7 Reasons Many Bikes Don’t Have Kickstands (And What to Do)

If you’re a novice cyclist or someone who’s just beginning to upgrade, you may be surprised that a lot of high-end bikes don’t have kickstands. After all, if you’re upgrading why lose a feature?

I’ve personally used bikes with and without kickstands, and in this article I’ll explain why some bikes have them and other don’t.

Below is a list of the topics I’ll cover. Let’s get into it.

7 Reasons Many Bikes Don’t Have Kickstands

1. Kickstands Increase the Risk of Crashing

Kickstands add a sticking point on the bike, which increases your overall risk of crashing. Anything protruding from the bike can be an issue, depending on how and where you’re riding.

A kickstand can also open up while you’re riding. Whether it’s jogged loose by impact or accidentally knocked when you’re off the pedal for a second. Either way, it’s risky and could cause a wreck.

Mountain bikers are even more wary about kickstands compared to folks that ride on the road. The last thing you want on a tight single-track trail is to get your kickstand stuck on something, causing you to take a spill.

Protrusions should be minimized, and a kickstand is a major one that can be taken out of the equation entirely.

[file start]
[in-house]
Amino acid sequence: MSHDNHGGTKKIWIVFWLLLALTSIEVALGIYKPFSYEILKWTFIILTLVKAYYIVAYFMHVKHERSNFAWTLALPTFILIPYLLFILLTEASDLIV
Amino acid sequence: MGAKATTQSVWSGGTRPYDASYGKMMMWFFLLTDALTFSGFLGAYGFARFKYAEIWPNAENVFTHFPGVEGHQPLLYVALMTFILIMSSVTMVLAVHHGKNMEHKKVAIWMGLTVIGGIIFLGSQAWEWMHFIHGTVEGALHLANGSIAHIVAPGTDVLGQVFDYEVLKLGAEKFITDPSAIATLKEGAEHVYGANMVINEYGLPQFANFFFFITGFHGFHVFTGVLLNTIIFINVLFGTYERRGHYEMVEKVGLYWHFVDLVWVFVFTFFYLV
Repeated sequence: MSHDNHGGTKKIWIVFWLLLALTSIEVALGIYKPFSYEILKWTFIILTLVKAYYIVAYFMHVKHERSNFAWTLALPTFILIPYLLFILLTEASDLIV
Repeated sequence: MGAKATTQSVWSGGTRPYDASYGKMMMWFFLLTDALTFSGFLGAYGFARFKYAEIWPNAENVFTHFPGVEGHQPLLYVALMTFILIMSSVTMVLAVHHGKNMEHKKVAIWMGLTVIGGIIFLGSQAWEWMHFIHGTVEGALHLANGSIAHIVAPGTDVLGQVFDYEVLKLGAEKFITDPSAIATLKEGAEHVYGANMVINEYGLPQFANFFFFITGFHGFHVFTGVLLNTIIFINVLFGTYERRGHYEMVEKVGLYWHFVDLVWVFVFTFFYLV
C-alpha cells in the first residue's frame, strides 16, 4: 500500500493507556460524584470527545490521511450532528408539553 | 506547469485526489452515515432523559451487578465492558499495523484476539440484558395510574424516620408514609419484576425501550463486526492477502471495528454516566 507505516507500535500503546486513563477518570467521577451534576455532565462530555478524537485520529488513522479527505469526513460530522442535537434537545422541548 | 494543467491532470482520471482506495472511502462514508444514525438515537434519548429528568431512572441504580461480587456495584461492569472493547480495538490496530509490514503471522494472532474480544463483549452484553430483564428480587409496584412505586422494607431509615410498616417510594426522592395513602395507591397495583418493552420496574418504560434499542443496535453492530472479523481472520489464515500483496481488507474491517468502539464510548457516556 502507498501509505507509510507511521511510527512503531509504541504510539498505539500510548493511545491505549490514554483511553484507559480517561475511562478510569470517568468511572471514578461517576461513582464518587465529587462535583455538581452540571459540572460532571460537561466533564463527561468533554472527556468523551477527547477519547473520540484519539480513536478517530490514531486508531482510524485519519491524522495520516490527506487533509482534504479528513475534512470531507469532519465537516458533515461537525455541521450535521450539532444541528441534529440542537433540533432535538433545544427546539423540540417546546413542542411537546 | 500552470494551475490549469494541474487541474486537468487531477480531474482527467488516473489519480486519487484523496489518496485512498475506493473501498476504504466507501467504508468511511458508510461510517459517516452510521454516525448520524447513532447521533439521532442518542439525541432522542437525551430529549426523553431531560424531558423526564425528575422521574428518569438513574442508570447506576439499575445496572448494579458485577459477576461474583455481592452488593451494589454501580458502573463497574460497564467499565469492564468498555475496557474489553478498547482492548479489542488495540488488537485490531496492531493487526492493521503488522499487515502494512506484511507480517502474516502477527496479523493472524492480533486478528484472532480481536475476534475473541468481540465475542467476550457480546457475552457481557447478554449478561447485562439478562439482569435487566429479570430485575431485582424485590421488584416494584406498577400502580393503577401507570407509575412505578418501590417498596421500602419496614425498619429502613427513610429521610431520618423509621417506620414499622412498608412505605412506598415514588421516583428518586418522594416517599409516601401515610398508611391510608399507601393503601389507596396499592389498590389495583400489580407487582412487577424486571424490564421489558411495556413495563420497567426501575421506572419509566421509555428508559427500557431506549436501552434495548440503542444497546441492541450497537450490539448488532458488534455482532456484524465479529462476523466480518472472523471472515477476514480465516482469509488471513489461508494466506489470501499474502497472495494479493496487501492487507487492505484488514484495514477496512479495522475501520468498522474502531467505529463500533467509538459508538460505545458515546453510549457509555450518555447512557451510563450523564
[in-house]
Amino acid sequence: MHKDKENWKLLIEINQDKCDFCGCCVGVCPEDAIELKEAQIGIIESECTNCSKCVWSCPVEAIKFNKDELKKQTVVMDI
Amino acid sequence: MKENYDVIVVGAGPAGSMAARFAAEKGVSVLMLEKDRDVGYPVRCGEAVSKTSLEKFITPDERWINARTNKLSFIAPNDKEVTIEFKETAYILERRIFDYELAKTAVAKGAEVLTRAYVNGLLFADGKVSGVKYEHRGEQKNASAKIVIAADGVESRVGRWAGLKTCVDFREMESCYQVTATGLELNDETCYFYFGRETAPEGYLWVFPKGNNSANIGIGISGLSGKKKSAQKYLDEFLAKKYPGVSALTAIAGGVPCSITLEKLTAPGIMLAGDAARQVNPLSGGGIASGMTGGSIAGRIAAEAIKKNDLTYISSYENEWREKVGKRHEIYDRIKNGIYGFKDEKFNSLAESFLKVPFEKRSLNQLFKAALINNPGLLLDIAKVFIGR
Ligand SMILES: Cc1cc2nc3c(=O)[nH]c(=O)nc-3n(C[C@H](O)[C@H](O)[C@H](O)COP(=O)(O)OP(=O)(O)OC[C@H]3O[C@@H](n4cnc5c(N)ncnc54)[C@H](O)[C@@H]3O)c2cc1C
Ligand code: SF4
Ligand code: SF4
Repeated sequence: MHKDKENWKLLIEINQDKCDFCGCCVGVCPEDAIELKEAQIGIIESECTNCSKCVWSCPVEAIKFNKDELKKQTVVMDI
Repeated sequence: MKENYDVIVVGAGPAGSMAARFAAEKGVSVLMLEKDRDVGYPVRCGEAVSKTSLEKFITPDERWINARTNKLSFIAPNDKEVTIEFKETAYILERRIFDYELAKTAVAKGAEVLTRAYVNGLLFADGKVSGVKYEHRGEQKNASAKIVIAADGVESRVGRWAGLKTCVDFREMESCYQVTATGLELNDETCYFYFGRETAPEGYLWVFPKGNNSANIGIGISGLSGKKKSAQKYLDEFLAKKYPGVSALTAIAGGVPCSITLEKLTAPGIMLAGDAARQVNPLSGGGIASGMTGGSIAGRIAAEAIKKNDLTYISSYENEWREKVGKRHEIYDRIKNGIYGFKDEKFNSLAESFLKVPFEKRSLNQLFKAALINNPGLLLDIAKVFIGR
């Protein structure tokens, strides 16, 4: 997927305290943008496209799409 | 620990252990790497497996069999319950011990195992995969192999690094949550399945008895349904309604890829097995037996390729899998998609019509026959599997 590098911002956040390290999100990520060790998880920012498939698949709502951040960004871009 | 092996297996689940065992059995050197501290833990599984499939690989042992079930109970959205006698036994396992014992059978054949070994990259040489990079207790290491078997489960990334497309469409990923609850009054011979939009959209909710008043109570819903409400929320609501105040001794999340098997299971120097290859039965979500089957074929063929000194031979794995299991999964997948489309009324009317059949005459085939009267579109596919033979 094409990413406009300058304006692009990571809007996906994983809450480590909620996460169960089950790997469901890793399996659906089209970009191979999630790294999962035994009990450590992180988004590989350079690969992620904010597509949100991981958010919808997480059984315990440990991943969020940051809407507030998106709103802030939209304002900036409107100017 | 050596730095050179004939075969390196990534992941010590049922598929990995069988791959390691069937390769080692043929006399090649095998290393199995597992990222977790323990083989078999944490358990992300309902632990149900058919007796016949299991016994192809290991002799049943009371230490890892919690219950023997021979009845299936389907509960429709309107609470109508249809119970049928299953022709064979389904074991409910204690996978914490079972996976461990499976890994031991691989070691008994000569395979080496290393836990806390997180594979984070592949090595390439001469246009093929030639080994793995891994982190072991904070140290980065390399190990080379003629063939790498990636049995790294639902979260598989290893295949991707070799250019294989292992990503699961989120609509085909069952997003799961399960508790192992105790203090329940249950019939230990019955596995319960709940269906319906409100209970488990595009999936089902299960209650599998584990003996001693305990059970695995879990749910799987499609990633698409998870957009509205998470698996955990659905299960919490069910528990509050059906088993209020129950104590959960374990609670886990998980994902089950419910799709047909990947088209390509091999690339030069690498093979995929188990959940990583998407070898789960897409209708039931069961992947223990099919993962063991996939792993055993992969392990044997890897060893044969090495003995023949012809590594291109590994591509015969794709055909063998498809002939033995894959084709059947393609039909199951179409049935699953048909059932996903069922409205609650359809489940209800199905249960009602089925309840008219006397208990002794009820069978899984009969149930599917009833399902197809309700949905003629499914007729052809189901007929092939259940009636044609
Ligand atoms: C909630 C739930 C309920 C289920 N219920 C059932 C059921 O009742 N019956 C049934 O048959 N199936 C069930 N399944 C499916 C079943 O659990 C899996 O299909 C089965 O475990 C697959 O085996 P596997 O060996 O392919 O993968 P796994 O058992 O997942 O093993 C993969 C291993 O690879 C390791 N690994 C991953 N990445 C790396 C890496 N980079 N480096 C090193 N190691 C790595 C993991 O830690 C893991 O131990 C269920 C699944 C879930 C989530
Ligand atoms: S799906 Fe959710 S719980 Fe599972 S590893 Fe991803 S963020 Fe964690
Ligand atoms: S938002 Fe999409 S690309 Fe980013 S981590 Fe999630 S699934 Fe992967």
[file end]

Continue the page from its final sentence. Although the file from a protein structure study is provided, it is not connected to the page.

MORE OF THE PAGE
2. Kickstands Add Unnecessary Weight

As someone who has done extensive bicycle touring, this is probably the biggest reason I personally don’t use kickstands, other than the fact that my bike simply came without one.

People pay thousands of dollars to cut a few ounces out of their bike frame. Road and racing bikes, in particular, demand a premium price for shaving off a few grams here and there.

Why would someone investing seriously in a lightweight bike add that weight back with a kickstand?

Extra weight is unwanted for a bicycle, and kickstands add a significant amount while only adding a little bit of convenience. In the end, the extra weight is just another annoyance associated with the stand.

3. Kickstands Increase The Risk of Bike Damage 

In addition to crashing your bike due to snagging, you can also damage the frame with a kickstand.